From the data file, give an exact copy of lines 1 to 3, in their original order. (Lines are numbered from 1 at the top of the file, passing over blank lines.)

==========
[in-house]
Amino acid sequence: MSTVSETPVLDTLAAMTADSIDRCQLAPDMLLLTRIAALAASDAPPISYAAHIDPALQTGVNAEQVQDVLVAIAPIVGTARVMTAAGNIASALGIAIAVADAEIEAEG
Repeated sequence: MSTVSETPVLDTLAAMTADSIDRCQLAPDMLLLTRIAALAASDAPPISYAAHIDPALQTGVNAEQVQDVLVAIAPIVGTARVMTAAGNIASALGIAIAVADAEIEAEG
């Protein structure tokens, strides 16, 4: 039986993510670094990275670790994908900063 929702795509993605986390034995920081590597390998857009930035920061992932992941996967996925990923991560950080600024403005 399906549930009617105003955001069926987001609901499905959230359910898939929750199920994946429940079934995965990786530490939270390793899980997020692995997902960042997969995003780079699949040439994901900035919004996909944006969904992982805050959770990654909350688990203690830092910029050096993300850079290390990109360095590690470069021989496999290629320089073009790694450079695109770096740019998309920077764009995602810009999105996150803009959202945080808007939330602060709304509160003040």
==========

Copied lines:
[in-house]
Amino acid sequence: MSTVSETPVLDTLAAMTADSIDRCQLAPDMLLLTRIAALAASDAPPISYAAHIDPALQTGVNAEQVQDVLVAIAPIVGTARVMTAAGNIASALGIAIAVADAEIEAEG
Repeated sequence: MSTVSETPVLDTLAAMTADSIDRCQLAPDMLLLTRIAALAASDAPPISYAAHIDPALQTGVNAEQVQDVLVAIAPIVGTARVMTAAGNIASALGIAIAVADAEIEAEG